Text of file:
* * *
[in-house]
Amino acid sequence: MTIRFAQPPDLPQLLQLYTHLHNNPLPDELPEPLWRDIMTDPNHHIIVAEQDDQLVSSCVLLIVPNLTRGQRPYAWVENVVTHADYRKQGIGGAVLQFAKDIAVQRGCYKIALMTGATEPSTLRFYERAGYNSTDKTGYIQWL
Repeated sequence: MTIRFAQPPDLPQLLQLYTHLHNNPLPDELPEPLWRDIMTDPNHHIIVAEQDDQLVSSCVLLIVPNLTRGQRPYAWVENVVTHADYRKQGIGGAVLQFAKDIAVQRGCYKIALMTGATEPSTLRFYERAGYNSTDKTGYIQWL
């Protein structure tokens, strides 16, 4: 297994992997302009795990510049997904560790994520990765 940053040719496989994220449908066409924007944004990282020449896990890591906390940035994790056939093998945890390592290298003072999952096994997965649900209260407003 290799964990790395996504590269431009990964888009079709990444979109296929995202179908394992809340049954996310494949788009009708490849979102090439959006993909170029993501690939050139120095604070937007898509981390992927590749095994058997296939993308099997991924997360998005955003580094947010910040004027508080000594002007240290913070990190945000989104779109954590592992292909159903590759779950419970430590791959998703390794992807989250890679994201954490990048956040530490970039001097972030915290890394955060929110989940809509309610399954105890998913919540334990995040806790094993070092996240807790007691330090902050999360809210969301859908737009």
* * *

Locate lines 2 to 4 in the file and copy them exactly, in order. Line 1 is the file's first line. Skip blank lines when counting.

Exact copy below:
Amino acid sequence: MTIRFAQPPDLPQLLQLYTHLHNNPLPDELPEPLWRDIMTDPNHHIIVAEQDDQLVSSCVLLIVPNLTRGQRPYAWVENVVTHADYRKQGIGGAVLQFAKDIAVQRGCYKIALMTGATEPSTLRFYERAGYNSTDKTGYIQWL
Repeated sequence: MTIRFAQPPDLPQLLQLYTHLHNNPLPDELPEPLWRDIMTDPNHHIIVAEQDDQLVSSCVLLIVPNLTRGQRPYAWVENVVTHADYRKQGIGGAVLQFAKDIAVQRGCYKIALMTGATEPSTLRFYERAGYNSTDKTGYIQWL
């Protein structure tokens, strides 16, 4: 297994992997302009795990510049997904560790994520990765 940053040719496989994220449908066409924007944004990282020449896990890591906390940035994790056939093998945890390592290298003072999952096994997965649900209260407003 290799964990790395996504590269431009990964888009079709990444979109296929995202179908394992809340049954996310494949788009009708490849979102090439959006993909170029993501690939050139120095604070937007898509981390992927590749095994058997296939993308099997991924997360998005955003580094947010910040004027508080000594002007240290913070990190945000989104779109954590592992292909159903590759779950419970430590791959998703390794992807989250890679994201954490990048956040530490970039001097972030915290890394955060929110989940809509309610399954105890998913919540334990995040806790094993070092996240807790007691330090902050999360809210969301859908737009």